On the other hand, tissue provides us with a wealth of information that becomes increasingly valuable. From a pathology standpoint, I know the most important lung cancer question has always been, “Is it non-small cell or small cell?” Once upon a time, that was all the pathologist had to do. Now, with an adenocarcinoma, there’s this never-ending algorithm – CK7, CK20, TTF1, p40, p63… to the point where the tissue sample is exhausted on tests with very little impact on therapy. We need to break away from that pattern of algorithms and focus on the data that will actually affect treatment decisions.
Historically, we clinical oncologists have referred to certain patients as “exceptional responders,” because therapy has been highly effective even with advanced metastatic disease. Now, we’re finding out the truth – they’re not “exceptional responders,” they’ve just received the right treatment appropriate to their particular disease.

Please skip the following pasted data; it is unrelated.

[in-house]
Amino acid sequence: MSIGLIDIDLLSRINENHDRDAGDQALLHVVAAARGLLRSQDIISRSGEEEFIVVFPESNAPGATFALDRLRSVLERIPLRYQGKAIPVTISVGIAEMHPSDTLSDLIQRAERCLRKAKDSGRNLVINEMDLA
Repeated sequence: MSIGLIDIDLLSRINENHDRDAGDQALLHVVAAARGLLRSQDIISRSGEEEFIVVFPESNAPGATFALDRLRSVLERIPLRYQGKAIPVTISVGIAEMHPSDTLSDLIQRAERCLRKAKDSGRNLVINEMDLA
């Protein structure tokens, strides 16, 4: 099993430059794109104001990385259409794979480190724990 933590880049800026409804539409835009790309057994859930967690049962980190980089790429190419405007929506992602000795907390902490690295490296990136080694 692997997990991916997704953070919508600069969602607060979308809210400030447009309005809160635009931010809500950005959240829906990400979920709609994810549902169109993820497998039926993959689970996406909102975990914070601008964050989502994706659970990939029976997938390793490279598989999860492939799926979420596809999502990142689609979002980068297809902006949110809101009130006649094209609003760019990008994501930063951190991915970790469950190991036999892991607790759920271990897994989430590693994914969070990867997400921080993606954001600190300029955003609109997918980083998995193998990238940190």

It is, of course, possible to use a liquid sample for NGS – but, at the moment, tissue sequencing remains superior. Ultimately, I think liquid biopsy with cfDNA will replace other monitoring methods. For instance, patients won’t need regular imaging after surgery. If the cfDNA no longer contains the cancer-driving mutation, I’d say there’s at least a 90 percent likelihood that the cancer will not return. However, if you see the mutation beginning to recirculate, you know something is brewing – so you can alter the treatment accordingly.
Enhancing and extending lives
As a lung cancer specialist, I’ve also seen the impact that additional information can have on the experience of patients. Many people have seen family members and friends go through chemotherapy, and experience some really difficult side effects – and then die anyway. Being able to explain to patients that this is a targeted therapy with a high chance of extending their progression-free survival by several years is a radically different experience.